BACKGROUND: The optimal timing of cholecystectomy for patients admitted with acute gallbladder pathology is unclear. Some studies have shown that emergency cholecystectomy during the index admission can reduce length of hospital stay with similar rates of conversion to open surgery, complications and mortality compared with a 'delayed' operation following discharge. Others have reported that cholecystectomy during the index acute admission results in higher morbidity, extended length of stay and increased costs. This study examined the cost-effectiveness of emergency versus delayed cholecystectomy for acute benign gallbladder disease.
METHODS: Using data from a prospective population-based cohort study examining the outcomes of cholecystectomy in the UK and Ireland, a model-based cost-utility analysis was conducted from the perspective of the UK National Health Service, with a 1-year time horizon for costs and outcomes. Probabilistic sensitivity analysis was used to investigate the impact of parameter uncertainty on the results obtained from the model.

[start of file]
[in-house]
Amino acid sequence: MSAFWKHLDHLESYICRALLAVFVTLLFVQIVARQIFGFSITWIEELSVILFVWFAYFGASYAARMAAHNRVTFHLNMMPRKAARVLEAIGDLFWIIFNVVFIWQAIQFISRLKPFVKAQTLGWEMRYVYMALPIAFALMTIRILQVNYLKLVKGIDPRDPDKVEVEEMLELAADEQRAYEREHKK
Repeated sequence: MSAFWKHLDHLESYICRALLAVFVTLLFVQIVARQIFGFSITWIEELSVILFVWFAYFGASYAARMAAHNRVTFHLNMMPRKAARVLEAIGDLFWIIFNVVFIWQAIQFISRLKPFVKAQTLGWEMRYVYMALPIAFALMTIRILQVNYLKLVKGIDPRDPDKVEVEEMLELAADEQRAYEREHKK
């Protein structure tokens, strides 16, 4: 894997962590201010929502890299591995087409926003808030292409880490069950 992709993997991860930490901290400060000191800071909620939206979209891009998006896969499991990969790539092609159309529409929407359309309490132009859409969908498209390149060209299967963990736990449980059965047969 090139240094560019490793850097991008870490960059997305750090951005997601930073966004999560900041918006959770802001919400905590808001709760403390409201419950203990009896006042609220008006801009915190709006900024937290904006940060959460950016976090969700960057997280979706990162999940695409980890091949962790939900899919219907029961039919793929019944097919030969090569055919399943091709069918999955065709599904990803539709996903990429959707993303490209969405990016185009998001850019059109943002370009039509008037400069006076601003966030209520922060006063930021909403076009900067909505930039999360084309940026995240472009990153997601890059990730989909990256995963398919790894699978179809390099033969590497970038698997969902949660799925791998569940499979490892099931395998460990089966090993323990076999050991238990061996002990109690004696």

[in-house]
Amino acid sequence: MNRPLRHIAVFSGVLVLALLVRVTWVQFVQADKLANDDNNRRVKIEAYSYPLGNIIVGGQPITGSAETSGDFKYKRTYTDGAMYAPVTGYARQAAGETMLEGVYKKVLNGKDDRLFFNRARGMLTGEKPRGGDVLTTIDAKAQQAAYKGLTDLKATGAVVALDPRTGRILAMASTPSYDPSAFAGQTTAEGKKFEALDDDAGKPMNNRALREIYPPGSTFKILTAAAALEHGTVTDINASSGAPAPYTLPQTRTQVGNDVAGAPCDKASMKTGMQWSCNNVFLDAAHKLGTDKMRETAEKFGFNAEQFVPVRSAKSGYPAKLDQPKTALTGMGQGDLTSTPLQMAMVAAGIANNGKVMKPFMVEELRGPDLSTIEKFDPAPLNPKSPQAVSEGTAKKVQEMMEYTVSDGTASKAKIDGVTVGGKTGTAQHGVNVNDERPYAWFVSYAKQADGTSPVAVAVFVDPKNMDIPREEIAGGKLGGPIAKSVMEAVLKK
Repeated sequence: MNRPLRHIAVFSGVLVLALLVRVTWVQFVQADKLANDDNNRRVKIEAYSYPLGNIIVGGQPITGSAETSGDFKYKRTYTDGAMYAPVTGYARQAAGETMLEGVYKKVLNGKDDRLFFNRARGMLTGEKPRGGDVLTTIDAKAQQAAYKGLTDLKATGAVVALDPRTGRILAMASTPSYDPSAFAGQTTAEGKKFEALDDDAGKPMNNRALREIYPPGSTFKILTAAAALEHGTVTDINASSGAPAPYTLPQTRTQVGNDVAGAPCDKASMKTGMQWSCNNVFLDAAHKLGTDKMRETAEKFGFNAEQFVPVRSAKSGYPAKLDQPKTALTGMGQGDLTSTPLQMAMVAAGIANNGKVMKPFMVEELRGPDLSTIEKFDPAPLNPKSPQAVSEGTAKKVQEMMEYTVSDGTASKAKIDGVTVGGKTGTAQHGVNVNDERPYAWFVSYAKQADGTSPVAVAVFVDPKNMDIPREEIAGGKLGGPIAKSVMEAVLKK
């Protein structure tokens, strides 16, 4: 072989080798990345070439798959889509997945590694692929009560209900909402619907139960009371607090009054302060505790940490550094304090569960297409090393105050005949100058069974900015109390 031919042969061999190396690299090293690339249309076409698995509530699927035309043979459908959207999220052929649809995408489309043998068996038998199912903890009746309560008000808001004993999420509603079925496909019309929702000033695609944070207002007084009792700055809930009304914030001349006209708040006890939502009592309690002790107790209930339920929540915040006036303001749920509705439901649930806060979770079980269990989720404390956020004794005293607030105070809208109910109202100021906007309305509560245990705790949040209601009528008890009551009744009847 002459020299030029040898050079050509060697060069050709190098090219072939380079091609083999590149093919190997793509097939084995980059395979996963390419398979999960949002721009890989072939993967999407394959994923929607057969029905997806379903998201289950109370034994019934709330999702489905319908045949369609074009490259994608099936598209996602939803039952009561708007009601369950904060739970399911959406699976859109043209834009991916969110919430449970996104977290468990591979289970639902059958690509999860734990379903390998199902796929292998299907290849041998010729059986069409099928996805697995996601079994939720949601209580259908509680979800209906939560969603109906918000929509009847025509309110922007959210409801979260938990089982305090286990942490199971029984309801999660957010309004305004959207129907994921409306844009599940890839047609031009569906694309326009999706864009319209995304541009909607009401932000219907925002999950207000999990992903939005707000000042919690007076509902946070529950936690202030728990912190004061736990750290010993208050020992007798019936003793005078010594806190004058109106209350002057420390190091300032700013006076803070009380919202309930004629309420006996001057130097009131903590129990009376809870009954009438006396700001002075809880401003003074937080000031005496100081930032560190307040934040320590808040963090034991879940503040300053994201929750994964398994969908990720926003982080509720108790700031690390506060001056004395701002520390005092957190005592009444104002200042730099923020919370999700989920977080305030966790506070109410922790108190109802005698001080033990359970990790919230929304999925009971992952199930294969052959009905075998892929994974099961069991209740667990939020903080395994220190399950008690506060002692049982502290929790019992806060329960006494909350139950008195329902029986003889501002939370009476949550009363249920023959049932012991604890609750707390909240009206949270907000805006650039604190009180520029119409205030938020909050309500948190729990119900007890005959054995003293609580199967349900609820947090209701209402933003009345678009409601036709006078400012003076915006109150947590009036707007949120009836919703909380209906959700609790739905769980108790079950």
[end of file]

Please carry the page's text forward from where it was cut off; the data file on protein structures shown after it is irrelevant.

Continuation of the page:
RESULTS: Emergency cholecystectomy was found to be less costly (£4570 versus £4720; €5484 versus €5664) and more effective (0·8868 versus 0·8662 QALYs) than delayed cholecystectomy. Probabilistic sensitivity analysis showed that the emergency strategy is more than 60 per cent likely to be cost-effective across willingness-to-pay values for the QALY from £0 to £100 000 (€0-120 000).
CONCLUSION: Emergency cholecystectomy is less costly and more effective than delayed cholecystectomy. This approach is likely to be beneficial to patients in terms of improved health outcomes and to the healthcare provider owing to the reduced costs.